POP : Their Mission: A Refined, Gentler Kind of Rock

<i> Mike Boehm covers pop music for The Times Orange County Edition. </i>

In the aggressive 1990s, one of the rarest delicacies in pop music is delicacy itself.

The Innocence Mission from Lancaster, Pa., is a rock band out of its time. Its music does not explode with impulsive bursts of feeling, sinewy declarations of purpose or raw cries of alienation. No, the Innocence Mission, which plays tonight at the Coach House, is almost always meditative and deliberate. There is a sense of refinement, an elevation of sensibility, that contrasts with the suddenness and harsh immediacy that have become standard for much ‘90s rock. Singer Karen Peris and her three band mates may be pop music’s last Victorians, making music that sounds more like a throwback to the 19th Century than part of rock’s hectic drive toward the 21st.

This kind of approach calls for a voice of pure beauty, and Peris supplies it with a soft, breathy, languid soprano that echoes Harriet Wheeler of the Sundays, with a touch of Victoria Williams’ idiosyncrasy fluttering in its high range.

The Innocence Mission consists of Peris, who plays keyboards; her guitar-playing husband, Don Peris; bassist Mike Bitts, and drummer Steve Brown. The four began playing together in 1982 when they were classmates at a Catholic high school in Lancaster. Their recording debut, “The Innocence Mission,” arrived in 1989, followed by “Umbrella” in 1991; the records won good critical notices, but reaped only limited sales.


The band’s third album, the recently released “Glow,” is a cohesive sequence of songs that draws a listener into the Innocence Mission’s world of gentle reverie without the occasionally precious, affected tone that could throw up a barrier to similar immersion on the previous recordings.

While not quite a concept album, “Glow” has an implied narrative flow. In it, a perceptive, sensitive and good-willed young person, the sort who might figure as the heroine of a novel by Jane Austen or Louisa May Alcott, is forced from a cocoon of childhood comfort. She faces, with some hope but also considerable trepidation, the difficulties of moving ahead into a matured life, with all the changes, choices and separations that entails.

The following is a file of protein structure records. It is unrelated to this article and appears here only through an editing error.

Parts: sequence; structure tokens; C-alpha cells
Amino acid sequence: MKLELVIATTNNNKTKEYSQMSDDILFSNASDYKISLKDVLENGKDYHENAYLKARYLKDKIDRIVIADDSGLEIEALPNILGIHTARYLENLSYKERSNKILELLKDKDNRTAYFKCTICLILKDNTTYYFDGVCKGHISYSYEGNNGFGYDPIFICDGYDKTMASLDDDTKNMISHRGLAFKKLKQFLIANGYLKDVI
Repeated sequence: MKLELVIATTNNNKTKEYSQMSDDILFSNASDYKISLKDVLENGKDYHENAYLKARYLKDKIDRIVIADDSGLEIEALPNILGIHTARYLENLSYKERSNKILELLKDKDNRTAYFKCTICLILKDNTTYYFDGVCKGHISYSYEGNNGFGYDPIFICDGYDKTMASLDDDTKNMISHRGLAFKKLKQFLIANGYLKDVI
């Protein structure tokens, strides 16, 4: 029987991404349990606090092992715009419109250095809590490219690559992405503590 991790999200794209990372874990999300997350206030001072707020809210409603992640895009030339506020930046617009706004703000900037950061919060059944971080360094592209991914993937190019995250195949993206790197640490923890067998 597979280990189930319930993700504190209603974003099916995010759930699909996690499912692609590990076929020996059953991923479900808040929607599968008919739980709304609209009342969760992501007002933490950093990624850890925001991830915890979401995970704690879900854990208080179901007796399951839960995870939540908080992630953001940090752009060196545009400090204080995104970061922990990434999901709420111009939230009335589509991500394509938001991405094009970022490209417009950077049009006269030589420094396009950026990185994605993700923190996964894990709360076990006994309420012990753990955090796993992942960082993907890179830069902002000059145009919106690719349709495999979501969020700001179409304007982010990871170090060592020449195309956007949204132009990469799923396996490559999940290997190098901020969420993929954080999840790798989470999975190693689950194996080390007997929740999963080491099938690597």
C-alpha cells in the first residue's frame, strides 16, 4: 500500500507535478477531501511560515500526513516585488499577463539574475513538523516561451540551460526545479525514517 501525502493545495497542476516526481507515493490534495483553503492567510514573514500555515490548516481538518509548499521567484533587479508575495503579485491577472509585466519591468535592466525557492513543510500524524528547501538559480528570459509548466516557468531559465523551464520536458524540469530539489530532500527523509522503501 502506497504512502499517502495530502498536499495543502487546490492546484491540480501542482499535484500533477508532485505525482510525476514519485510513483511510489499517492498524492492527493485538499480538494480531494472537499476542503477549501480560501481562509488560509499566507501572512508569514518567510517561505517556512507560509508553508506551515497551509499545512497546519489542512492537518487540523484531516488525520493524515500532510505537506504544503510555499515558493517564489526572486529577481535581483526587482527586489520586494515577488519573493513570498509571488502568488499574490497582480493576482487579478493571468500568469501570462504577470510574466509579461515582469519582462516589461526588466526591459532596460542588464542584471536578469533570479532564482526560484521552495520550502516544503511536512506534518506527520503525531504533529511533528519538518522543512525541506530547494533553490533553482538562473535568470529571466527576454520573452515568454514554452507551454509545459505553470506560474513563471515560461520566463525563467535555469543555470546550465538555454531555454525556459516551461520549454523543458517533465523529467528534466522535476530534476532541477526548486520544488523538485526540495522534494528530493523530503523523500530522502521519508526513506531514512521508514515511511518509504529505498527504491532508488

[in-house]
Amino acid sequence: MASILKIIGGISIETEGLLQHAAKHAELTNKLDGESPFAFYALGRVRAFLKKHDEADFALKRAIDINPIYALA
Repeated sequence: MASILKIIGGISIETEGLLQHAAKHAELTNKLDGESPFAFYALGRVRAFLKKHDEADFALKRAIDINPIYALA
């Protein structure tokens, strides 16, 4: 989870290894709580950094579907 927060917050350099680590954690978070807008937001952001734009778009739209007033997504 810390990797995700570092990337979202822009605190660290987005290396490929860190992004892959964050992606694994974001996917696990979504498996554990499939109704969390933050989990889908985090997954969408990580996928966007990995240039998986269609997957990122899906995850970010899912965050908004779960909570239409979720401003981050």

Peris’ style is full of such literary touches as a fondness for using proper nouns for places and characters. “Keeping Awake,” the luminous opening track of “Glow,” may be one of the few rock songs influenced by Marcel Proust: It exactly parallels the opening childhood bedtime scene of “Remembrance of Things Past,” except that Peris’ portrait substitutes an overriding sense of safety and warmth for Proust’s quaking anxiety. As the album progresses, childhood ends and we hear from narrators learning to cope with losses either anticipated or already suffered. The band is capable of rocking a bit, as it does with a flowing, streaming momentum on “Speak Our Minds.” But most of “Glow” comes wrapped in gently thrumming, lightly rippling textures. Like a good 19th-Century novel, the album can take us out of our own frazzled time into a world that seems saner and more hospitable to the nurturing of a sensitive soul. Also like a good 19th-Century novel, it is not divorced from emotional currents and challenges that stay the same for the individual, no matter what the temper of the age.

* What: The Innocence Mission.


* When: Today at 8 p.m., with 16 Horsepower and Hinged.

* Where: Coach House, 33157 Camino Capistrano, San Juan Capistrano.

* Whereabouts: Take Interstate 5 to the San Juan Creek Road exit and turn left onto Camino Capistrano. The Coach House is in the Esplanade Plaza.

* Wherewithal: $10.

* Where to call: (714) 496-8930.


Soulful and sassy former Texans Rosie Flores and Katy Moffatt uphold their home state’s fine tradition of producing singer-songwriters who mix country, rock and folk sources and hold it all together with songwriting artistry. Flores and Moffatt share a bill Wednesday at the Long Beach Museum of Art. (310) 439-2119.

It would be hard to order up a tastier menu of local grass-roots talent than the one being offered Saturday at Que Sera Sera in Long Beach. Joyride, Standard Fruit and D.D. Wood offer a stylistic palette from folk-country (Wood) to rockin’ pure-pop (Standard Fruit) to punk-powered pop (Joyride), each with well-wrought, melodic songwriting. (310) 599-6170.


Ten years ago Dokken was a standard-issue heavy metal band, but the reformed lineup shows strong growth with its comeback album, “Dysfunctional.” Dokken plays tonight at the Galaxy Concert Theatre in Santa Ana. (714) 957-0600.